Refinancing your Mortgage

What is refixing my mortgage?

When your fixed rate term comes up for renewal you can refix for another fixed rate interest rate term. The other option is to break your fixed rate term, to refix.

What is refinancing my mortgage?

It is when you move your mortgage from one bank to another, re-negotiating the terms of the loan in the process. You can either refinance during your fixed rate term, paying break fees in the process, or you can wait until your fixed rate term finishes and then refinance without break fees. There are three common reasons for refinancing; debt consolidation, where you can roll high-interest debt into your low-interest mortgage, to access more lending, or to save money.

Is refinancing going to save you money?

We only ever recommend refinancing if your own bank is unwilling to come to the party and meet your rate expectations and/or new lending requirements and LVR levels. When assessing whether refinancing is going to save you money, it’s important to consider the financial costs involved, as well as the time commitment required. But ultimately yes it will save you money – or we wouldn’t suggest it as an option.

Step 1: We’ll approach your own bank for their most competitive rates and cash retention offer (getting cashback should not drive your decision making process and is not common from your existing bank). We will assess if you can restructure with relative ease and get the products and loan terms you want and need.

If this is in line with your expectations, great! No need to refinance (swap banks). We’ll help you review your loan structure and send you happily on your way. At any one time we’ll have multiple applications with each bank across New Zealand, for many different clients, so we have a good feel for what rates you should be able to expect.

However, sometimes your existing bank will be unwilling to compete for your business or their internal way of assessing applications just will not work for you. We often find banks are a lot more eager to please their new clients over their existing clients. If your bank is unwilling to negotiate, or unable to accommodate you because you don’t meet their lending requirements, we’ll be able to help you assess other options with New Zealand’s most competitive banks.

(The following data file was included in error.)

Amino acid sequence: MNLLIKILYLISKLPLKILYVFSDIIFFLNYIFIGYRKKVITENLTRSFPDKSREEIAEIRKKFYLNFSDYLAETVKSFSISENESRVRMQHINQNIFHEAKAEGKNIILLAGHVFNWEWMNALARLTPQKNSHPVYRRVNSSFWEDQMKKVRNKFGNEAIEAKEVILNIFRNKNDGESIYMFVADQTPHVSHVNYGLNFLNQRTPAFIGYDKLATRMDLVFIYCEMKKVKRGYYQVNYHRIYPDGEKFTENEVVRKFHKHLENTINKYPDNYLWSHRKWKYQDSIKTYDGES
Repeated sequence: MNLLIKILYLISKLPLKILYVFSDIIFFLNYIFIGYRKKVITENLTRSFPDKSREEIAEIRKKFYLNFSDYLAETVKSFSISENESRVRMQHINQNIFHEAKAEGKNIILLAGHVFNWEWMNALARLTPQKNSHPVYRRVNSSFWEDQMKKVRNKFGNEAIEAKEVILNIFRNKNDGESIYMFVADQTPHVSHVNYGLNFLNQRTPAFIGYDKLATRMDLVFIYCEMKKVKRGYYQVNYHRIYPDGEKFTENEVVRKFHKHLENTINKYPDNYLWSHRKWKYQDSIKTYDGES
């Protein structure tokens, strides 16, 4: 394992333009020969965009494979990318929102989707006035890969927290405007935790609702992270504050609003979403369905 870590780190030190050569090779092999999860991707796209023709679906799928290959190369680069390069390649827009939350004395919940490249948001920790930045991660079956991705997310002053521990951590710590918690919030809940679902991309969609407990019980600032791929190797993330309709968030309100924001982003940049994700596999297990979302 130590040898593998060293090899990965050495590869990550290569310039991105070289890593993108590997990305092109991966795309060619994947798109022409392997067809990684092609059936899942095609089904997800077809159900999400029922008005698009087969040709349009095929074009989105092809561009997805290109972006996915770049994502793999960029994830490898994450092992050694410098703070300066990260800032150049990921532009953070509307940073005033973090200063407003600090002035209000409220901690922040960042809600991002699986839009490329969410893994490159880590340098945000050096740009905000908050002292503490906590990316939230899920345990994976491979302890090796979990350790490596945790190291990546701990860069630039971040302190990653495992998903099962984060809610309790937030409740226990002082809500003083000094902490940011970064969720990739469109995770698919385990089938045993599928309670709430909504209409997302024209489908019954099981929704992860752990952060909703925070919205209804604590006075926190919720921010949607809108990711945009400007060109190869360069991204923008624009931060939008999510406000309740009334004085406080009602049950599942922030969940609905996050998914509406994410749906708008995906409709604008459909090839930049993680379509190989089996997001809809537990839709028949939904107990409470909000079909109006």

Step 2: Before proceeding, we’ll assess the costs involved, and make sure the benefits outweigh the costs.

Refinancing usually involves a solicitor to prepare the new mortgage, and potentially paying some break fees to the bank if you have a fixed mortgage rate. We’ll add these costs into the calculation so you can see the net benefit. We can give you a 95-100% accurate representation of the end result long before you’ll need to produce a full application, without running credit checks, if you shop around yourself the credit checks will probably occur.

Generally, when figuring out whether or not it’s worthwhile to refinance, you need to calculate the difference between the interest you’re currently paying, and the interest you’d be paying on your new, lower interest rate. This interest saving, combined with a negotiated cash-back offer from the bank will show you the gross saving. After subtracting the costs involved, you’ll find your net benefit from refinancing.

Can I refinance without changing bank?

Yes! Technically it’s not a refinance, and would most likely just be a restructure of the debt. The benefit of restructuring with your existing bank is that you won’t need to open any new accounts. It’s likely you’ll still need to do a full application, and also may need to get a solicitor involved if new mortgage documents need to be signed. It’s best to speak with your iRefi Mortgage Adviser to get a better understanding of which will be the best option for you.

The downside of staying with your existing bank when doing a restructure is that you’re unlikely to get the bank’s most competitive lending offer, as they usually reserve these for new clients.